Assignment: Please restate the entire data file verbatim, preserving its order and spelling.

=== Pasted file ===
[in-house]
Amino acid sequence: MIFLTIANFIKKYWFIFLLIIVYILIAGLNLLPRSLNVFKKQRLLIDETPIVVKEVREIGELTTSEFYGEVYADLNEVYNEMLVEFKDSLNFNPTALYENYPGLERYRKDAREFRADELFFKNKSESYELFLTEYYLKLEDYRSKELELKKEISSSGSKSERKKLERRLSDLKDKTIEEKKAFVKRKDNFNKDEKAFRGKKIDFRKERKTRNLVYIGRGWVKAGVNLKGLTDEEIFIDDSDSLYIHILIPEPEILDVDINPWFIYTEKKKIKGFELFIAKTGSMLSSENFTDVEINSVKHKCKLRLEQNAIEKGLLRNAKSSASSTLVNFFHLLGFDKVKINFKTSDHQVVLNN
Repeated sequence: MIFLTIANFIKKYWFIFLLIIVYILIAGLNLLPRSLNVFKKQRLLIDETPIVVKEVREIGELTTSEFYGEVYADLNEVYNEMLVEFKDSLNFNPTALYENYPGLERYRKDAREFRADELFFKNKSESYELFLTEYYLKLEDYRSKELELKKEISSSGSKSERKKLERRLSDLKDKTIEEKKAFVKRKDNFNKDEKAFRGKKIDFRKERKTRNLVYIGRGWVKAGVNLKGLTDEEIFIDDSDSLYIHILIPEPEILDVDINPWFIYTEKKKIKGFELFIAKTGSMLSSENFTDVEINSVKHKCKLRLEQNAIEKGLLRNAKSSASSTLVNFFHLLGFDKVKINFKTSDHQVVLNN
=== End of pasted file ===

[in-house]
Amino acid sequence: MIFLTIANFIKKYWFIFLLIIVYILIAGLNLLPRSLNVFKKQRLLIDETPIVVKEVREIGELTTSEFYGEVYADLNEVYNEMLVEFKDSLNFNPTALYENYPGLERYRKDAREFRADELFFKNKSESYELFLTEYYLKLEDYRSKELELKKEISSSGSKSERKKLERRLSDLKDKTIEEKKAFVKRKDNFNKDEKAFRGKKIDFRKERKTRNLVYIGRGWVKAGVNLKGLTDEEIFIDDSDSLYIHILIPEPEILDVDINPWFIYTEKKKIKGFELFIAKTGSMLSSENFTDVEINSVKHKCKLRLEQNAIEKGLLRNAKSSASSTLVNFFHLLGFDKVKINFKTSDHQVVLNN
Repeated sequence: MIFLTIANFIKKYWFIFLLIIVYILIAGLNLLPRSLNVFKKQRLLIDETPIVVKEVREIGELTTSEFYGEVYADLNEVYNEMLVEFKDSLNFNPTALYENYPGLERYRKDAREFRADELFFKNKSESYELFLTEYYLKLEDYRSKELELKKEISSSGSKSERKKLERRLSDLKDKTIEEKKAFVKRKDNFNKDEKAFRGKKIDFRKERKTRNLVYIGRGWVKAGVNLKGLTDEEIFIDDSDSLYIHILIPEPEILDVDINPWFIYTEKKKIKGFELFIAKTGSMLSSENFTDVEINSVKHKCKLRLEQNAIEKGLLRNAKSSASSTLVNFFHLLGFDKVKINFKTSDHQVVLNN